The canvas paths allow you to draw custom shapes. You draw the "outline" first, then choose to draw the stroke and fill the shape at the end, if you wish. Creating a custom shape is simple - to start drawing the path, use beginPath(), then draw the path that makes up your shape using lines, curves and other primitives. Once you are done, call fill and stroke if you want to fill your shape or to draw the stroke, then call closePath() to finish off your shape.

An example is in order - the following code will draw a triangle:

// Set the style properties.
context.fillStyle   = '#00f';
context.strokeStyle = '#f00';
context.lineWidth   = 4;

// Start from the top-left point.
context.moveTo(10, 10); // give the (x,y) coordinates
context.lineTo(100, 10);
context.lineTo(10, 100);
context.lineTo(10, 10);

// Done! Now fill the shape, and draw the stroke.
// Note: your shape will not be visible until you call any of the two methods.

This will give an output like that shown in Figure 2.


Figure 2: A basic triangle.

I have also prepared a more complex paths example featuring lines, curves and arcs - check it out.

Inserting images

The drawImage method allows you to insert other images (img and canvas elements) into your canvas context. In Opera you can also draw SVG images inside your canvas. This is quite a complex method, which takes three, five or nine arguments:

The following example code shows all three types of drawImage in action:

// Three arguments: the element, destination (x,y) coordinates.
context.drawImage(img_elem, dx, dy);

// Five arguments: the element, destination (x,y) coordinates, and destination 
// width and height (if you want to resize the source image).
context.drawImage(img_elem, dx, dy, dw, dh);

// Nine arguments: the element, source (x,y) coordinates, source width and 
// height (for cropping), destination (x,y) coordinates, and destination width 
// and height (resize).
context.drawImage(img_elem, sx, sy, sw, sh, dx, dy, dw, dh);

This should render as shown in Figure 3.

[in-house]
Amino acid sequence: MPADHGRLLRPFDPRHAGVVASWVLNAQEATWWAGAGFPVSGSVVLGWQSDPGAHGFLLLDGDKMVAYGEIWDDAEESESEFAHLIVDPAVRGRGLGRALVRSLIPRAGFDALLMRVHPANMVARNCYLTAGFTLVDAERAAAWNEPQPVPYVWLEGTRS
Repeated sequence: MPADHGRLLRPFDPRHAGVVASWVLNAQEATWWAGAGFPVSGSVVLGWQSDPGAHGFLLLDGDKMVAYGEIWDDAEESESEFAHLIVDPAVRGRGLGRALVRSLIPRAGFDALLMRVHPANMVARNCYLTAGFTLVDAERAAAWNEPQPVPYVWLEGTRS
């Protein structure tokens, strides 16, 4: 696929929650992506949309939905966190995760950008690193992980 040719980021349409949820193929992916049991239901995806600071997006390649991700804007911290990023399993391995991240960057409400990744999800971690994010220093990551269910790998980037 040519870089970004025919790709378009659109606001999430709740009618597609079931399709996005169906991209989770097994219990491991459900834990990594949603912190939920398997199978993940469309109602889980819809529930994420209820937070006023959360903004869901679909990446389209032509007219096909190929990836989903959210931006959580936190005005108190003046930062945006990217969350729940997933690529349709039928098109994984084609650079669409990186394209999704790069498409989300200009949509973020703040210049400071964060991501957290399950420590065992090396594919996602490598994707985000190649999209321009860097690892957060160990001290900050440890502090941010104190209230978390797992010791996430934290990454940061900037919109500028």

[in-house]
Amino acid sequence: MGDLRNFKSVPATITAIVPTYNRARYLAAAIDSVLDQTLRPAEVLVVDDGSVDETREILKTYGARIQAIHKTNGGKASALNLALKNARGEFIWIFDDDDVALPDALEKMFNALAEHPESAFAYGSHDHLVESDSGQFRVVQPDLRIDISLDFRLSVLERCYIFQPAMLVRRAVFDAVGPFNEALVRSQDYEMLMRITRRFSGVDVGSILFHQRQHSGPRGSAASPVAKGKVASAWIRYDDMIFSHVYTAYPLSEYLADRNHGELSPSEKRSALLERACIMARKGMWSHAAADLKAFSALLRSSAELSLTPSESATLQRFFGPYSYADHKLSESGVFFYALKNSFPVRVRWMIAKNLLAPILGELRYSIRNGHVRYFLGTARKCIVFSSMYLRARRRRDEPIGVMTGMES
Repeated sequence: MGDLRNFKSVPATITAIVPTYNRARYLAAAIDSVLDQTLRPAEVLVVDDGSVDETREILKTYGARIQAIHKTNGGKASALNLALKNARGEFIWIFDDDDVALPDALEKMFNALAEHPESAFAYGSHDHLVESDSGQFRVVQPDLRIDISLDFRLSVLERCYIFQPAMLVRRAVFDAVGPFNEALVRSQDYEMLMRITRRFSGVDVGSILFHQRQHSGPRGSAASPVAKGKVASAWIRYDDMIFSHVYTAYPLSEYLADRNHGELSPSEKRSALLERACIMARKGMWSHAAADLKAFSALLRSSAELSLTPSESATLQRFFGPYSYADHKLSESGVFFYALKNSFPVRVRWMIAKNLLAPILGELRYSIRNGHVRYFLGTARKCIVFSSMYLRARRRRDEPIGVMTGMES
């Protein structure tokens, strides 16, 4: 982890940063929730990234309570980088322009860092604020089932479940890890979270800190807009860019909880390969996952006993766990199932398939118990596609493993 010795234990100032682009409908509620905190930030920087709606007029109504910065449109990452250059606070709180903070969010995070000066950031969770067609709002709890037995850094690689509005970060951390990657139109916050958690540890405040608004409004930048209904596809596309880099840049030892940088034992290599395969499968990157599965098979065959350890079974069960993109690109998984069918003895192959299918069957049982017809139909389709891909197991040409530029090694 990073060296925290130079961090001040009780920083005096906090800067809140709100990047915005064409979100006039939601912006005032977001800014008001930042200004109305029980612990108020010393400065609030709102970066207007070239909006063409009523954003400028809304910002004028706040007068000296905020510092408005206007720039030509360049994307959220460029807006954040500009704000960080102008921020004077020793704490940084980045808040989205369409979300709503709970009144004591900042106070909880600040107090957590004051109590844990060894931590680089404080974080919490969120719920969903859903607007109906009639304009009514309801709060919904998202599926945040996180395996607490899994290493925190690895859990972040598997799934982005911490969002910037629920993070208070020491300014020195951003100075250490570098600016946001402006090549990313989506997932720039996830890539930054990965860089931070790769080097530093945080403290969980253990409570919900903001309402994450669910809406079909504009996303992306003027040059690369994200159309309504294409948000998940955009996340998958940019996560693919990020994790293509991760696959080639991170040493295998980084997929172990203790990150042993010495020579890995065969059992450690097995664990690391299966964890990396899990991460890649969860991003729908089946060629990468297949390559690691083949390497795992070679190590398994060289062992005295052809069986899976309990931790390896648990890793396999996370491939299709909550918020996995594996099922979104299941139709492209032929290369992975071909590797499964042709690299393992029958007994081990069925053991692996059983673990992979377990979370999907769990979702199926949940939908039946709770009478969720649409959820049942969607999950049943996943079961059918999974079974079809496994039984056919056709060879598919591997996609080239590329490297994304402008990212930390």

Example rendering of drawImage.

Figure 3: Example drawImage rendering.

Pixel-based manipulation

The 2D Context API provides you with three methods that help you draw pixel-by-pixel: createImageData, getImageData, and putImageData.

Raw pixels are held in objects of type ImageData. Each object has three properties: width, height and data. The data property is of type CanvasPixelArray, holding a number of elements equal to width*height*4; this means that for every pixel you define the red, green, blue and alpha values of all the pixels, in the order you want them to appear (all the values range from 0 to 255, including alpha!). Pixels are ordered left to right, row by row, from top to bottom.

To better understand how all this works take a look at an example which draws a block of red pixels.

// Create an ImageData object.
var imgd = context.createImageData(50,50);
var pix =;

// Loop over each pixel and set a transparent red.
for (var i = 0; n = pix.length, i < n; i += 4) {
  pix[i  ] = 255; // red channel
  pix[i+3] = 127; // alpha channel

// Draw the ImageData object at the given (x,y) coordinates.
context.putImageData(imgd, 0,0);

Note: not all browsers implement createImageData. On such browsers, you need to obtain your ImageData object using the getImageData method. Please see the provided example code.

With the ImageData capabilities you can do a lot more than that. For example, you can do image filtering, or you can do mathematical visualisations (think fractals and more). The following code shows you how to create a simple color inversion filter:

// Get the CanvasPixelArray from the given coordinates and dimensions.
var imgd = context.getImageData(x, y, width, height);
var pix =;

// Loop over each pixel and invert the color.
for (var i = 0, n = pix.length; i < n; i += 4) {
  pix[i  ] = 255 - pix[i  ]; // red
  pix[i+1] = 255 - pix[i+1]; // green
  pix[i+2] = 255 - pix[i+2]; // blue
  // i+3 is alpha (the fourth element)

// Draw the ImageData at the given (x,y) coordinates.
context.putImageData(imgd, x, y);

Figure 4 shows the color inversion filter applied to an Opera graphic (compare to Figure 3, which shows the original color scheme of the Opera graphic).

Example rendering of the invert color filter.